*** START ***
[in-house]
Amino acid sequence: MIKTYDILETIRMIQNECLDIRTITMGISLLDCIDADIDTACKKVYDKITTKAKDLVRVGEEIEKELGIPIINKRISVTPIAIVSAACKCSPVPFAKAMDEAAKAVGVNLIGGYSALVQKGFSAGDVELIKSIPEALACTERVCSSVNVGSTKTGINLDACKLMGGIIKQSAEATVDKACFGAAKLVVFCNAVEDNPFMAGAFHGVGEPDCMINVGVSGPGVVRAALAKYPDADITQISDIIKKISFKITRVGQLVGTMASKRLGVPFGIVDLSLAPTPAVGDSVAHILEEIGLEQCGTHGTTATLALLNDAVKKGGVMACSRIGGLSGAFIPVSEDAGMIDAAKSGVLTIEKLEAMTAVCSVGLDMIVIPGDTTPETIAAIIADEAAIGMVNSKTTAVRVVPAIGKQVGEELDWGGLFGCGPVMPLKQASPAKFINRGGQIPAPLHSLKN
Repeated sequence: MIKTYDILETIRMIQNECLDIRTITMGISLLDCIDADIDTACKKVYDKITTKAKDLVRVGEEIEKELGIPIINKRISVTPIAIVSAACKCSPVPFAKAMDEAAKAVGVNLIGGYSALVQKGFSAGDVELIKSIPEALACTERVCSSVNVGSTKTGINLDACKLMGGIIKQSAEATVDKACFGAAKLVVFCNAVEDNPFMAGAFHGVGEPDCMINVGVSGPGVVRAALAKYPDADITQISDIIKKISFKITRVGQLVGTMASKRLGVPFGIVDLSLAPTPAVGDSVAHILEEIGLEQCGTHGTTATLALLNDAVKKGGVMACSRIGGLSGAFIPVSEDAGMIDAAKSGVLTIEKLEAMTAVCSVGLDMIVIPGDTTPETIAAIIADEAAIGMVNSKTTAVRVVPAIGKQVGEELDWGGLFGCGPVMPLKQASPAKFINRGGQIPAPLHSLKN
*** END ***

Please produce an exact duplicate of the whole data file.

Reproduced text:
[in-house]
Amino acid sequence: MIKTYDILETIRMIQNECLDIRTITMGISLLDCIDADIDTACKKVYDKITTKAKDLVRVGEEIEKELGIPIINKRISVTPIAIVSAACKCSPVPFAKAMDEAAKAVGVNLIGGYSALVQKGFSAGDVELIKSIPEALACTERVCSSVNVGSTKTGINLDACKLMGGIIKQSAEATVDKACFGAAKLVVFCNAVEDNPFMAGAFHGVGEPDCMINVGVSGPGVVRAALAKYPDADITQISDIIKKISFKITRVGQLVGTMASKRLGVPFGIVDLSLAPTPAVGDSVAHILEEIGLEQCGTHGTTATLALLNDAVKKGGVMACSRIGGLSGAFIPVSEDAGMIDAAKSGVLTIEKLEAMTAVCSVGLDMIVIPGDTTPETIAAIIADEAAIGMVNSKTTAVRVVPAIGKQVGEELDWGGLFGCGPVMPLKQASPAKFINRGGQIPAPLHSLKN
Repeated sequence: MIKTYDILETIRMIQNECLDIRTITMGISLLDCIDADIDTACKKVYDKITTKAKDLVRVGEEIEKELGIPIINKRISVTPIAIVSAACKCSPVPFAKAMDEAAKAVGVNLIGGYSALVQKGFSAGDVELIKSIPEALACTERVCSSVNVGSTKTGINLDACKLMGGIIKQSAEATVDKACFGAAKLVVFCNAVEDNPFMAGAFHGVGEPDCMINVGVSGPGVVRAALAKYPDADITQISDIIKKISFKITRVGQLVGTMASKRLGVPFGIVDLSLAPTPAVGDSVAHILEEIGLEQCGTHGTTATLALLNDAVKKGGVMACSRIGGLSGAFIPVSEDAGMIDAAKSGVLTIEKLEAMTAVCSVGLDMIVIPGDTTPETIAAIIADEAAIGMVNSKTTAVRVVPAIGKQVGEELDWGGLFGCGPVMPLKQASPAKFINRGGQIPAPLHSLKN